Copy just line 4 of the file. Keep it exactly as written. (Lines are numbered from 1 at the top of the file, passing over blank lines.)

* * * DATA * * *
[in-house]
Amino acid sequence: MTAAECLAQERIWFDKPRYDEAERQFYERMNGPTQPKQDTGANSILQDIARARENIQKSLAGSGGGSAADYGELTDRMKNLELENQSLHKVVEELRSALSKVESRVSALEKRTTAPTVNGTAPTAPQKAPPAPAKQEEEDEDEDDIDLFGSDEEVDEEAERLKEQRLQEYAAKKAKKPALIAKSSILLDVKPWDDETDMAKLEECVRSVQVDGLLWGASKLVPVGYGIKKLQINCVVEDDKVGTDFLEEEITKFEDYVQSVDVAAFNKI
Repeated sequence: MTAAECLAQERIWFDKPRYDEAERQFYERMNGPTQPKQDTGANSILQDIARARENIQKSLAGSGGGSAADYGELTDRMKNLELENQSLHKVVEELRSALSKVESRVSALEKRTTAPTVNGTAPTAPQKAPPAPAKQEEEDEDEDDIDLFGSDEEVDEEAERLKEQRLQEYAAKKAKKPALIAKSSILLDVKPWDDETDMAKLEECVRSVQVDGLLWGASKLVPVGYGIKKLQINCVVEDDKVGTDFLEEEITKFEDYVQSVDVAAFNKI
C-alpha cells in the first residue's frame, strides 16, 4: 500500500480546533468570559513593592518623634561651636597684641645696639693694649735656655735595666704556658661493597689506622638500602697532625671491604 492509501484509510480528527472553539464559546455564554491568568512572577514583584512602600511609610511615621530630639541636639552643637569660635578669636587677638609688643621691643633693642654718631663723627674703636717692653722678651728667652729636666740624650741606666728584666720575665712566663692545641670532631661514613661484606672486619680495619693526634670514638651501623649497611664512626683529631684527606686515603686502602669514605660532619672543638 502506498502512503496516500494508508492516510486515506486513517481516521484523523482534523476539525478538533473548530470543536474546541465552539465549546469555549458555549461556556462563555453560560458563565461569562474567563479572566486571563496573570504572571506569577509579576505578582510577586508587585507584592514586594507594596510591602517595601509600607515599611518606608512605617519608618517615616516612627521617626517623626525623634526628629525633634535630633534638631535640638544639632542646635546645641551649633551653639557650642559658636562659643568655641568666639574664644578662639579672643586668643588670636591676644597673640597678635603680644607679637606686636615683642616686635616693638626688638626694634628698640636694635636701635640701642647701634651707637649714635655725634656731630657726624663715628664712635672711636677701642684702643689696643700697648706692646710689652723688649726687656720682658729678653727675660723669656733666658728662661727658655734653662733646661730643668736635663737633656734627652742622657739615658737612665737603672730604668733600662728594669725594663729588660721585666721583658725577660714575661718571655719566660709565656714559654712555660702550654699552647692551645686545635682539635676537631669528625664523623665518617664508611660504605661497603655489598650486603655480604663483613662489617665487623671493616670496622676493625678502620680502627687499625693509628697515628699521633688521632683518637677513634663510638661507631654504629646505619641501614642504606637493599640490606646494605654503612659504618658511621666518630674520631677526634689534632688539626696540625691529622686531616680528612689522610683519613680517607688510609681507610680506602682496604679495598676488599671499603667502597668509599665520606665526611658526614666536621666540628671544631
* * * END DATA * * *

C-alpha cells in the first residue's frame, strides 16, 4: 500500500480546533468570559513593592518623634561651636597684641645696639693694649735656655735595666704556658661493597689506622638500602697532625671491604 492509501484509510480528527472553539464559546455564554491568568512572577514583584512602600511609610511615621530630639541636639552643637569660635578669636587677638609688643621691643633693642654718631663723627674703636717692653722678651728667652729636666740624650741606666728584666720575665712566663692545641670532631661514613661484606672486619680495619693526634670514638651501623649497611664512626683529631684527606686515603686502602669514605660532619672543638 502506498502512503496516500494508508492516510486515506486513517481516521484523523482534523476539525478538533473548530470543536474546541465552539465549546469555549458555549461556556462563555453560560458563565461569562474567563479572566486571563496573570504572571506569577509579576505578582510577586508587585507584592514586594507594596510591602517595601509600607515599611518606608512605617519608618517615616516612627521617626517623626525623634526628629525633634535630633534638631535640638544639632542646635546645641551649633551653639557650642559658636562659643568655641568666639574664644578662639579672643586668643588670636591676644597673640597678635603680644607679637606686636615683642616686635616693638626688638626694634628698640636694635636701635640701642647701634651707637649714635655725634656731630657726624663715628664712635672711636677701642684702643689696643700697648706692646710689652723688649726687656720682658729678653727675660723669656733666658728662661727658655734653662733646661730643668736635663737633656734627652742622657739615658737612665737603672730604668733600662728594669725594663729588660721585666721583658725577660714575661718571655719566660709565656714559654712555660702550654699552647692551645686545635682539635676537631669528625664523623665518617664508611660504605661497603655489598650486603655480604663483613662489617665487623671493616670496622676493625678502620680502627687499625693509628697515628699521633688521632683518637677513634663510638661507631654504629646505619641501614642504606637493599640490606646494605654503612659504618658511621666518630674520631677526634689534632688539626696540625691529622686531616680528612689522610683519613680517607688510609681507610680506602682496604679495598676488599671499603667502597668509599665520606665526611658526614666536621666540628671544631